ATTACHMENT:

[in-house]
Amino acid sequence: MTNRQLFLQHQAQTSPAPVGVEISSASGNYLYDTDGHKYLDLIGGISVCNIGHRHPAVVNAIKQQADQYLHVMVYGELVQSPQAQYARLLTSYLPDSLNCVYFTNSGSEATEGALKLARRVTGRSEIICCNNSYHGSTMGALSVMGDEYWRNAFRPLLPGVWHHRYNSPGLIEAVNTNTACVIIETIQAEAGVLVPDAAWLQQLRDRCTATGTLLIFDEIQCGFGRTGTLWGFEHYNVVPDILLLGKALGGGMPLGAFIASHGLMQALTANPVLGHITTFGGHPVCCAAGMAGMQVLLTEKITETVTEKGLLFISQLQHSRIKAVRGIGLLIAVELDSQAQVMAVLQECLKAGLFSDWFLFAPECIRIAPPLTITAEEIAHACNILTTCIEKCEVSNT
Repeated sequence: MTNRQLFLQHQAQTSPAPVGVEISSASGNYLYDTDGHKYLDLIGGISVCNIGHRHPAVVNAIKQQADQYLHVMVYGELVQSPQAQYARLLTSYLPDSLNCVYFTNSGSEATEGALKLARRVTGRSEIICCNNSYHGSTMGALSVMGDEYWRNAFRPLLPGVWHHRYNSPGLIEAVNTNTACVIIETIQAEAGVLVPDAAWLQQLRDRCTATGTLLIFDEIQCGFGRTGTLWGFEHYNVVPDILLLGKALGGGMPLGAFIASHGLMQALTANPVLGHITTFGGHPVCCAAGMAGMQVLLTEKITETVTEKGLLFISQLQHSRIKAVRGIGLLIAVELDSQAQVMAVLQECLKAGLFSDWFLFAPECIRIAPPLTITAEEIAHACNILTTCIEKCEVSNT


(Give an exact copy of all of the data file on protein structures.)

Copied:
[in-house]
Amino acid sequence: MTNRQLFLQHQAQTSPAPVGVEISSASGNYLYDTDGHKYLDLIGGISVCNIGHRHPAVVNAIKQQADQYLHVMVYGELVQSPQAQYARLLTSYLPDSLNCVYFTNSGSEATEGALKLARRVTGRSEIICCNNSYHGSTMGALSVMGDEYWRNAFRPLLPGVWHHRYNSPGLIEAVNTNTACVIIETIQAEAGVLVPDAAWLQQLRDRCTATGTLLIFDEIQCGFGRTGTLWGFEHYNVVPDILLLGKALGGGMPLGAFIASHGLMQALTANPVLGHITTFGGHPVCCAAGMAGMQVLLTEKITETVTEKGLLFISQLQHSRIKAVRGIGLLIAVELDSQAQVMAVLQECLKAGLFSDWFLFAPECIRIAPPLTITAEEIAHACNILTTCIEKCEVSNT
Repeated sequence: MTNRQLFLQHQAQTSPAPVGVEISSASGNYLYDTDGHKYLDLIGGISVCNIGHRHPAVVNAIKQQADQYLHVMVYGELVQSPQAQYARLLTSYLPDSLNCVYFTNSGSEATEGALKLARRVTGRSEIICCNNSYHGSTMGALSVMGDEYWRNAFRPLLPGVWHHRYNSPGLIEAVNTNTACVIIETIQAEAGVLVPDAAWLQQLRDRCTATGTLLIFDEIQCGFGRTGTLWGFEHYNVVPDILLLGKALGGGMPLGAFIASHGLMQALTANPVLGHITTFGGHPVCCAAGMAGMQVLLTEKITETVTEKGLLFISQLQHSRIKAVRGIGLLIAVELDSQAQVMAVLQECLKAGLFSDWFLFAPECIRIAPPLTITAEEIAHACNILTTCIEKCEVSNT